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Expedition to Peru and Bolivia 2007

Blackpool Sixth Form College Expedition to Peru and Bolivia 2007 – Kate Statham


In July 2007 I was one of eleven students and three staff who took part in the expedition of a lifetime to South America. The purpose of the expedition, run by the college’s Geography and Economics departments, was to set up a fair trade link between us and some of the communities of Peru and Bolivia, linked to the ‘Minka’ fair trade project. As well as this we shopped in the numerous markets, carried out an extremely challenging but rewarding five day trek through the Peruvian Andes, and ended the trip with a visit to the amazing Machu Picchu, an ancient Inca city built in the fifteenth century but only rediscovered in the 1920s.

The trip was a real eye-opener because the immediate thing I noticed about Peru and Bolivia was the genuine poverty that existed, and yet the happiness of many of the people. Driving along the main roads, there was shack upon shack and so many people living in these shanty towns. A lot of the local people tried to make a living by selling oranges, and also by entertaining us on their panpipes while we ate our meals! It was also sad to see many children on the streets, begging or trying to sell us things and shine our shoes. Many shoe shiners wore balaclavas to cover their faces because they were embarrassed to be having to make their living that way.


La Paz Markets Bolivia

La Paz Markets Bolivia


La Paz Markets Bolivia


The Markets in La Paz, capital of Bolivia

We spent nights with two different communities in Peru, both linked to the Minka fair trade project. The first was the community of Jiliacia where we all slept on the floor in one room and the chief of the community stayed in the corner of the hut all night with his wife and little daughter, to guard us. The next day men, women and children came from surrounding communities to show us dances that they had prepared for us, and to give us handicraft demonstrations – they had never met English people before!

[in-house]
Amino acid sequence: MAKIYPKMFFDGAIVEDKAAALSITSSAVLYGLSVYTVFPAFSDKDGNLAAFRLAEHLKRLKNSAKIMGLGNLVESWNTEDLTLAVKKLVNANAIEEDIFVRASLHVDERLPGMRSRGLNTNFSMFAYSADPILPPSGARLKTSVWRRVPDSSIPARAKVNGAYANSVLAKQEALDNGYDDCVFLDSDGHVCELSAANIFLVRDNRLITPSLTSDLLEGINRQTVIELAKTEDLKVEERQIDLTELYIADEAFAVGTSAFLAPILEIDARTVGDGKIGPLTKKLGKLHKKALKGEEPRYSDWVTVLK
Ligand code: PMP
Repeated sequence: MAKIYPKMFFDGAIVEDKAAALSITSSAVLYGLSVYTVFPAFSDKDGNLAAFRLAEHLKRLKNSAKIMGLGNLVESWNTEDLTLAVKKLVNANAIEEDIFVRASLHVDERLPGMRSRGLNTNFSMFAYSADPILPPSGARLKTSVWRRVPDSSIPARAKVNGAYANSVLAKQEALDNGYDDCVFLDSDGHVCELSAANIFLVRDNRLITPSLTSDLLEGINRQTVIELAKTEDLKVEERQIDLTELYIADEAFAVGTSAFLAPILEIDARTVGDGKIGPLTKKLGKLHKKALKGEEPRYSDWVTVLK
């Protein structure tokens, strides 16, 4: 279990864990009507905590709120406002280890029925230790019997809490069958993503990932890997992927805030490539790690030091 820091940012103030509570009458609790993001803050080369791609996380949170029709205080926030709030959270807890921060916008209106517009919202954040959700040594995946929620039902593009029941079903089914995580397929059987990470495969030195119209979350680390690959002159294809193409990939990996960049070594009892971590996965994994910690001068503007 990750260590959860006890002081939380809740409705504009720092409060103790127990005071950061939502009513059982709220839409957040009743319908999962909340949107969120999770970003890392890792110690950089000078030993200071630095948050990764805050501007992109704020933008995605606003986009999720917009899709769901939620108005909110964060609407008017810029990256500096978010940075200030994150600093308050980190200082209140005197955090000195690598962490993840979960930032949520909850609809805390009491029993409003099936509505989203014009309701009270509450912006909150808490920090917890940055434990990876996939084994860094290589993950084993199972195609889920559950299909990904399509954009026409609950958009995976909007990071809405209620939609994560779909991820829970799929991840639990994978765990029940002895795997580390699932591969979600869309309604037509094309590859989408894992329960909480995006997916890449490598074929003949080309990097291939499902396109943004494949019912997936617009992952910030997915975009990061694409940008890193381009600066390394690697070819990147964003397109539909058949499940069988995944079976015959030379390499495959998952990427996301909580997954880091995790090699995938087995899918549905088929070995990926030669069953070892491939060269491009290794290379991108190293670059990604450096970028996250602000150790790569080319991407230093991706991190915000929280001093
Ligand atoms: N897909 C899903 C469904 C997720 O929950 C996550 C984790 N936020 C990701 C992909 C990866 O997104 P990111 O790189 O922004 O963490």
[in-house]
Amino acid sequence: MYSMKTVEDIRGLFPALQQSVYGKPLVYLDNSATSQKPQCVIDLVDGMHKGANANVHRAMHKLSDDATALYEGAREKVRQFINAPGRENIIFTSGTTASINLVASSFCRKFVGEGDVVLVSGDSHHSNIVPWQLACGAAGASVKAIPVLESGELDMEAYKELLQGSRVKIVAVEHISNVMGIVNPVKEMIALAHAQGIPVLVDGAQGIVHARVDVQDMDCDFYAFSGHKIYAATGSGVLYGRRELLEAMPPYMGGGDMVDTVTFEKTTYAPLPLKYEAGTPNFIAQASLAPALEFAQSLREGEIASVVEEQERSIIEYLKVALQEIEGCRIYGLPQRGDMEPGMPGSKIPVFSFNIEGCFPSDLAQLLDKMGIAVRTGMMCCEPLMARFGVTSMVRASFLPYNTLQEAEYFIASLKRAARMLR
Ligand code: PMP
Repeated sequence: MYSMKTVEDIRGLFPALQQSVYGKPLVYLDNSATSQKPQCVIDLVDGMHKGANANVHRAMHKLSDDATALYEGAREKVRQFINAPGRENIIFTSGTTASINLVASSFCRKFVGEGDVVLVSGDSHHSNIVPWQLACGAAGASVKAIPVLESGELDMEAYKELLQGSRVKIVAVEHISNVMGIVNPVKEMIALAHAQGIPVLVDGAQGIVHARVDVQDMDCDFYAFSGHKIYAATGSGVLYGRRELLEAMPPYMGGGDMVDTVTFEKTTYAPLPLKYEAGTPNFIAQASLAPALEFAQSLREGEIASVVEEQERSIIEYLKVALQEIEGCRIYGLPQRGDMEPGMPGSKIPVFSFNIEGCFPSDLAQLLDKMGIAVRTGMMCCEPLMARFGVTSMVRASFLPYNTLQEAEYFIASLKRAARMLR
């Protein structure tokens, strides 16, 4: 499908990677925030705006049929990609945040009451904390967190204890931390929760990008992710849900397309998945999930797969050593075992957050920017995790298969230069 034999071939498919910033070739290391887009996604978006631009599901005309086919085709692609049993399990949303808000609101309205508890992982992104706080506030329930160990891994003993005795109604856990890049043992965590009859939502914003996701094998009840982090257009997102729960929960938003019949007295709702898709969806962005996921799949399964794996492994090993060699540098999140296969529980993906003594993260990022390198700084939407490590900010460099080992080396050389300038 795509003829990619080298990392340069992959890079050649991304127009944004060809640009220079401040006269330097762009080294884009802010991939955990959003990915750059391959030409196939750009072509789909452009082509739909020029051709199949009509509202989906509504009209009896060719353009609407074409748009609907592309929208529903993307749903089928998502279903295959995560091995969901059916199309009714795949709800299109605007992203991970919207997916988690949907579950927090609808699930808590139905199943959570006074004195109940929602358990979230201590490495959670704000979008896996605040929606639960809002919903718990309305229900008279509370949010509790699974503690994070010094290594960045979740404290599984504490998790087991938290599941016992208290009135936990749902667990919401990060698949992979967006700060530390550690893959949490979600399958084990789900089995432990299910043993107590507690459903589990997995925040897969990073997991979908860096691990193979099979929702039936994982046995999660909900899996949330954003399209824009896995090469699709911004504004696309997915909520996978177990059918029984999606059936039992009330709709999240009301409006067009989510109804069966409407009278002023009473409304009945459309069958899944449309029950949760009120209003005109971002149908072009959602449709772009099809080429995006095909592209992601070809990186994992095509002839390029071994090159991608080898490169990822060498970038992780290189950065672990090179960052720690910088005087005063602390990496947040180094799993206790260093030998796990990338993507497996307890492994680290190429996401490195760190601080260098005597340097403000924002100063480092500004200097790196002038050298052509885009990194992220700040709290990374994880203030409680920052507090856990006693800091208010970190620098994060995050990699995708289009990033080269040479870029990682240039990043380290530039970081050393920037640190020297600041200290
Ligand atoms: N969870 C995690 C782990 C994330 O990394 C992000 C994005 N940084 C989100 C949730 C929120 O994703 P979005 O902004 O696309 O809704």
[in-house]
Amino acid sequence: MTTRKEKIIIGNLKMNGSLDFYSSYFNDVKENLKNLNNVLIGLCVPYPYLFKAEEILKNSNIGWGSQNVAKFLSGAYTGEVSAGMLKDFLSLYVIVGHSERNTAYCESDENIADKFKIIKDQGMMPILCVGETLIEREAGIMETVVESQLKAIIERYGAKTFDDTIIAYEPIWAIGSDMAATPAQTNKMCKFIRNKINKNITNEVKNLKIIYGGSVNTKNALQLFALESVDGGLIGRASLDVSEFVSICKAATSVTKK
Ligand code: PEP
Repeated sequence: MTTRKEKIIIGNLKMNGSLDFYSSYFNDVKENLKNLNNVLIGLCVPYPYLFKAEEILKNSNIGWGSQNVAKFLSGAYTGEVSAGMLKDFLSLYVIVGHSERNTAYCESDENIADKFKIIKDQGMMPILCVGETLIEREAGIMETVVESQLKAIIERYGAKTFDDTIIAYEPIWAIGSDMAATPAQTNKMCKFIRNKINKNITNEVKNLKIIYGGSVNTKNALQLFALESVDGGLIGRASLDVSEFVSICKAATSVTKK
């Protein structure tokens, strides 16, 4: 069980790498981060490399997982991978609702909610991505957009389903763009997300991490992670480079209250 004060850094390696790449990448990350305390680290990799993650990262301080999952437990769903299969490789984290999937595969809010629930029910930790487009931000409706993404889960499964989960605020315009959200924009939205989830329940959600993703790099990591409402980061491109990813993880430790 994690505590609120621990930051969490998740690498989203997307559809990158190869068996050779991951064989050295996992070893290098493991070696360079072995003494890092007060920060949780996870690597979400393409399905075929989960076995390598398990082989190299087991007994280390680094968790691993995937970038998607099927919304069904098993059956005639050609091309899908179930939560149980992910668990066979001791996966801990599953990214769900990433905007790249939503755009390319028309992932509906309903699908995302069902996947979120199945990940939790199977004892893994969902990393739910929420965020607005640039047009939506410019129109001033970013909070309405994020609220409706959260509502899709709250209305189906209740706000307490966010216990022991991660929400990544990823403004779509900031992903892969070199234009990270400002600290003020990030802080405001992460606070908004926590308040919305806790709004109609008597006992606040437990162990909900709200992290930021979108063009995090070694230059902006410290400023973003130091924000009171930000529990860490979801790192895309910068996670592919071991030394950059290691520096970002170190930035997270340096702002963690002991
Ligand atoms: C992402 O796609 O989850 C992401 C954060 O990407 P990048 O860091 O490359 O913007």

The people of Taquille liked our gifts from Blackpool!

The people of Taquille liked our gifts from Blackpool!

Their involvement with Minka meant that the women had been taught how to make all sorts of handicrafts, such as gloves, scarves, bags and blankets. Some of the women demonstrated the skills they had learnt, showing us how they spun alpaca wool and made it into toy llamas and cows! We purchased some of their handicrafts to take back to college and sell; the money will be sent back to the community so that the work of Minka can continue. We also stayed in a community in the island of Taquille on Lake Titicaca, where again the people showed us how they lived and made handicrafts thanks to the Minka project. By seeing the way the people of these communities lived, although it was still in relative poverty, it was obvious how much their lives had been improved since fair trade had become a part of their lives. With our guide translating, they told us how their lives had been transformed from subsistence farming and the males having to seasonally migrate to look for work in nearby towns, finding jobs with low pay but necessary to maintain their families, to being able to make a living thanks to Minka teaching them new skills so that they can sell their products in the international market.


Ladies spinning Alpaca Wool

The ladies spinning Alpaca Wool to make into handicrafts

The expedition really made me realise how much we take for granted, for example being able to turn on the tap and have clean drinking water, and being able to go out to work and earn enough money to buy extra luxuries as well as necessities. I will never forget the experience of Peru and Bolivia and how much more I will now appreciate what I have.



The Ruins at Machu Picchu

The Ruins at Machu Picchu

I would like to thank everyone at St Nicholas Owen for their very generous financial support, helping to make this trip possible.